A three-judge panel of the Ninth Circuit US Court of Appeals, reviewing the Martinez case, ruled that Martinez should be able to sue Sgt. Chavez for a Fifth-Amendment violation, including the failure to give Miranda warnings. This ruling was based on two previous Ninth Circuit cases, Cooper v. Dupnik and CACJ v. Butts. In the Butts case, the Court of Appeals had said that "Officers who intentionally violate the rights protected by Miranda must expect to have to defend themselves in civil actions."

Supreme Court Ruling

On further appeal, the Supreme Court reversed the Martinez decision, and disapproved the Cooper and Butts rulings, as well. The High Court pointed out that its Miranda procedures are "not themselves rights protected by the Constitution," but are simply "prophylactic measures" to protect a suspect's trial rights against compelled self-incrimination. Since Miranda is not actually part of the Constitution, "Chavez's failure to read Miranda warnings did not violate Martinez's constitutional rights and cannot be grounds for a § 1983 action."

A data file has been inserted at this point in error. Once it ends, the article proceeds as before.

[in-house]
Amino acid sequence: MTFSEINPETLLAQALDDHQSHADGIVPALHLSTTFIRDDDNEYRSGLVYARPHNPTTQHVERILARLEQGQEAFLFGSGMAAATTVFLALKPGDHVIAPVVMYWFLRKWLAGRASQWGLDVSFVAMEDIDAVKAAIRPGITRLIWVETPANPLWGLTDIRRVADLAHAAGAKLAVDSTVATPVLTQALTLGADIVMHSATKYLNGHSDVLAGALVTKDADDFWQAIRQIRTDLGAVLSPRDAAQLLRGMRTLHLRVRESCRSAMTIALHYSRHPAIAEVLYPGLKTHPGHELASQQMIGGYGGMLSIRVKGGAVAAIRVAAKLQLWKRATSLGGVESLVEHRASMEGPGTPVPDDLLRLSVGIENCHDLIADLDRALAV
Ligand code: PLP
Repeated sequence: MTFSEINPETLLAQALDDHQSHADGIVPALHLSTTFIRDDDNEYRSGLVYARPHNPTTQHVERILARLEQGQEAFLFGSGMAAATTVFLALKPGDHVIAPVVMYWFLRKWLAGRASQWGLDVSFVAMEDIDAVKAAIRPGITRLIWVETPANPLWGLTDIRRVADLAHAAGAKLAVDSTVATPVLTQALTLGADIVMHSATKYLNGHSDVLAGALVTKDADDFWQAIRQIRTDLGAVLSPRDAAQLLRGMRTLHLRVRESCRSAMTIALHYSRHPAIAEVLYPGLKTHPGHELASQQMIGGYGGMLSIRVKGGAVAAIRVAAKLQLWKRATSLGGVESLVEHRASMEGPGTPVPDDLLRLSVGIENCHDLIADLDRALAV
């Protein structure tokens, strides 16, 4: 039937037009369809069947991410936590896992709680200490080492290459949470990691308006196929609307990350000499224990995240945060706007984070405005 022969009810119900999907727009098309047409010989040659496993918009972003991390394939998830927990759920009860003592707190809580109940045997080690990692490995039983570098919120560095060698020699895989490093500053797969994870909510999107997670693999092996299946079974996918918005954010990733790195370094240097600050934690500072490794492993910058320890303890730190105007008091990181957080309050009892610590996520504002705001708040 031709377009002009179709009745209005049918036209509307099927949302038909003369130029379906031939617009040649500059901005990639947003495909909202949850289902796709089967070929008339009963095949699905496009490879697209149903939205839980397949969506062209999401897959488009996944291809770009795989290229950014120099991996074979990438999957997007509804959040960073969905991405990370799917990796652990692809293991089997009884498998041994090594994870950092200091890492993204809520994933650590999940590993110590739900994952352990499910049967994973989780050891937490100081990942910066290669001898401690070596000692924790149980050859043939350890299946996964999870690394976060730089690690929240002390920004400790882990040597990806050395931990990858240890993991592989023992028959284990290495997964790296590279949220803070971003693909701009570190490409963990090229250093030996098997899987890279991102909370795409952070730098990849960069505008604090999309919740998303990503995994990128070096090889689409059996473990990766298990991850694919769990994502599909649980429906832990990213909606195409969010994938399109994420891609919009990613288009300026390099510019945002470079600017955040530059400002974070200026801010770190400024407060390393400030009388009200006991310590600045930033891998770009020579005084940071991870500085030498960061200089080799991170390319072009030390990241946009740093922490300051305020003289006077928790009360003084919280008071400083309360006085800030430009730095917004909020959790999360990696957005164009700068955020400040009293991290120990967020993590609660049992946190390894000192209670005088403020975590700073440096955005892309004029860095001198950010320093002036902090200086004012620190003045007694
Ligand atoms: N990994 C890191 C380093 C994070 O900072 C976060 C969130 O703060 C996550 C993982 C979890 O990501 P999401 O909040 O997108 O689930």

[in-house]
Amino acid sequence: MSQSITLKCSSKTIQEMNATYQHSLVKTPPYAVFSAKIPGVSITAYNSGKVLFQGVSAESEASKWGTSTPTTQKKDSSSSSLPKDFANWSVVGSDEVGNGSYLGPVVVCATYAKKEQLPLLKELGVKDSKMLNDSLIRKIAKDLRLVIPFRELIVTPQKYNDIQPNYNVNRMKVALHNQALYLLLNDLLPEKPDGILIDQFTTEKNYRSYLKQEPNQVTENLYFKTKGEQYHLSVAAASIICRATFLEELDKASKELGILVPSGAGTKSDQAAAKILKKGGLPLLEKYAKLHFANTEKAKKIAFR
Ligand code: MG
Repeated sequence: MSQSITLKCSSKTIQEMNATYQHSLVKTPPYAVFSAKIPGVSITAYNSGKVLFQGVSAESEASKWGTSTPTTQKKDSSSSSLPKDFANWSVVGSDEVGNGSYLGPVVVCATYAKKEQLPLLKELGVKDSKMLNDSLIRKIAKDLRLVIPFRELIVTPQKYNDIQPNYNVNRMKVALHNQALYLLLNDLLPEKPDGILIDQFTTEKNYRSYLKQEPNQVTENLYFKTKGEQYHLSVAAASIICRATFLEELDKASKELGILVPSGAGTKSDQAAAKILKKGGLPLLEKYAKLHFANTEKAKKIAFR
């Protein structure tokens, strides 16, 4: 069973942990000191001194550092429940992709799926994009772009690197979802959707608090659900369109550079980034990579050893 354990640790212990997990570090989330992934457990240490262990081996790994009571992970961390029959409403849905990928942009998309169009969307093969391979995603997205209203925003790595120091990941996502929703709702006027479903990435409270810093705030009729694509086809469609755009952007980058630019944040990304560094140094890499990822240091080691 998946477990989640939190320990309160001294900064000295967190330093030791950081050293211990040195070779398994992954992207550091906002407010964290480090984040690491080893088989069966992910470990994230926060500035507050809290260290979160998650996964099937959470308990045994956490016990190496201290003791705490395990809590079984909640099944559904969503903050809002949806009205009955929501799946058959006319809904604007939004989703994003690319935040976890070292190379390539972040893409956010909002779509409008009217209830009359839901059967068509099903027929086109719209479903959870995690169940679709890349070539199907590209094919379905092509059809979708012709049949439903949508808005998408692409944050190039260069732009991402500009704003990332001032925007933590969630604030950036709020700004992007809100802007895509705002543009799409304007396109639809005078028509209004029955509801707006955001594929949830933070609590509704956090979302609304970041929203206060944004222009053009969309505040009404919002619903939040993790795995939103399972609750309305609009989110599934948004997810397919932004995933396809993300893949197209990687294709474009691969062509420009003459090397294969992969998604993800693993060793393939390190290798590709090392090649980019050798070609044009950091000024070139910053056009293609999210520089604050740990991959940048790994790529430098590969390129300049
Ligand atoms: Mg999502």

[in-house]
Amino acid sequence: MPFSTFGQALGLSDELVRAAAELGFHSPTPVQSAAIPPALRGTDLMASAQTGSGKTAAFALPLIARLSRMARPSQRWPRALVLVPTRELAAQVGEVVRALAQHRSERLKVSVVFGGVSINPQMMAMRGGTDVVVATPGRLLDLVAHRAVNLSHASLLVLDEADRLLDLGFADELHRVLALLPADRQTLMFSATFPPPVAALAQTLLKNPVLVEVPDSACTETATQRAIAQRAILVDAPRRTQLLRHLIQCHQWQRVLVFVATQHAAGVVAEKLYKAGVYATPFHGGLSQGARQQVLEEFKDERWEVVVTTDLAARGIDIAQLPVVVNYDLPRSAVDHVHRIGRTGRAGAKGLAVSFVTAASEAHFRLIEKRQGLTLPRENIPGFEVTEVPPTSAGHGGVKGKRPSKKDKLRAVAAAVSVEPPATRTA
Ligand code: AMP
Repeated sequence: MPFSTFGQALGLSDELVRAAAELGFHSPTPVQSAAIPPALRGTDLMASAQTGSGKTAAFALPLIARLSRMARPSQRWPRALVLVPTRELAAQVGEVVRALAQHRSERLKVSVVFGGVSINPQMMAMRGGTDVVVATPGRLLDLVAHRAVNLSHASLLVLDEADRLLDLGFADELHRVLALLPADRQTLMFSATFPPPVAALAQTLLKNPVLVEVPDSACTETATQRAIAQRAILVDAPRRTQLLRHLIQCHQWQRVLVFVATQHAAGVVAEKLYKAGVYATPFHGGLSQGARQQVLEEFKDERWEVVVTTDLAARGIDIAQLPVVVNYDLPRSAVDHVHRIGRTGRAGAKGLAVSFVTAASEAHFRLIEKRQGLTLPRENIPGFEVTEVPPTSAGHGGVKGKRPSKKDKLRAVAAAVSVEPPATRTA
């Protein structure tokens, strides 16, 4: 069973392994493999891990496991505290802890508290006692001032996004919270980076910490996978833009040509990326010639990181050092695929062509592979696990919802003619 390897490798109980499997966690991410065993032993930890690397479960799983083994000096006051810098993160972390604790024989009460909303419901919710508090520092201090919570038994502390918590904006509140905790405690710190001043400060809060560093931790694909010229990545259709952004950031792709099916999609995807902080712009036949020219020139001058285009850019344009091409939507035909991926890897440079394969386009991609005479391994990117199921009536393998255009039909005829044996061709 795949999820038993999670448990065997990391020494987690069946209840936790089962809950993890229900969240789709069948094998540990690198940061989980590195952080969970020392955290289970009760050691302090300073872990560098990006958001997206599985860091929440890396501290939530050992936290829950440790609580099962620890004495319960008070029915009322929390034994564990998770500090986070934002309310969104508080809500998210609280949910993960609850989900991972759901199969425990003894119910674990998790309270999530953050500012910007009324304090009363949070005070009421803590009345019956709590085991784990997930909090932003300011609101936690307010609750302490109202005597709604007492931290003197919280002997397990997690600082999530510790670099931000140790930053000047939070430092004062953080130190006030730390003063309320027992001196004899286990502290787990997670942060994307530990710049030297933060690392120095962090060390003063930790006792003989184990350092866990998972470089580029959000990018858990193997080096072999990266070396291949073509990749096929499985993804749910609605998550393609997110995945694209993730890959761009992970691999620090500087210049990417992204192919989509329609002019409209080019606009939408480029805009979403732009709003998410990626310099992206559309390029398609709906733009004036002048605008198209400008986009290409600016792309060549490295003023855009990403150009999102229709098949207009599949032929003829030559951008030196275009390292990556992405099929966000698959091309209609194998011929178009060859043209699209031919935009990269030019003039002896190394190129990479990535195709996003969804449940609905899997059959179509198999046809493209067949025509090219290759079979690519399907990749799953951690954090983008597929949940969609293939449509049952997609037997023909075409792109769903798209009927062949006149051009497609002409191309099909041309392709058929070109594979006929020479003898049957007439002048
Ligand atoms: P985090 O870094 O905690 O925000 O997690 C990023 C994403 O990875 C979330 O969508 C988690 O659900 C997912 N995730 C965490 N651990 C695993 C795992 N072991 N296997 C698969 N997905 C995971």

The Fifth Amendment Issue

If Miranda does not provide a basis of liability for police questioning, what about the Fifth Amendment itself? Where mistreatment or coercive threats or promises are alleged, could a plaintiff sue interrogators for violating the privilege against compelled self-incrimination?

Short answer: no.

Again relying on its earlier decisions in Cooper and Butts, the Court of Appeals in Martinez had said that "Chavez's coercive, custodial questioning violated the plaintiff's substantive Fifth Amendment right against compulsory self-incrimination."

However, the High Court reminded the Ninth Circuit of language in previous Supreme Court rulings that had already explained why police questioning cannot possibly violate the Fifth Amendment: "The privilege against self-incrimination guaranteed by the Fifth Amendment is a fundamental trial right of criminal defendants. Although conduct by law enforcement officials prior to trial may ultimately impair that right, a constitutional violation occurs only at trial." (US v. Verdugo-Urquidez.) Police cannot be sued for errors made by trial judges in admitting evidence. (Duncan v. Nelson.)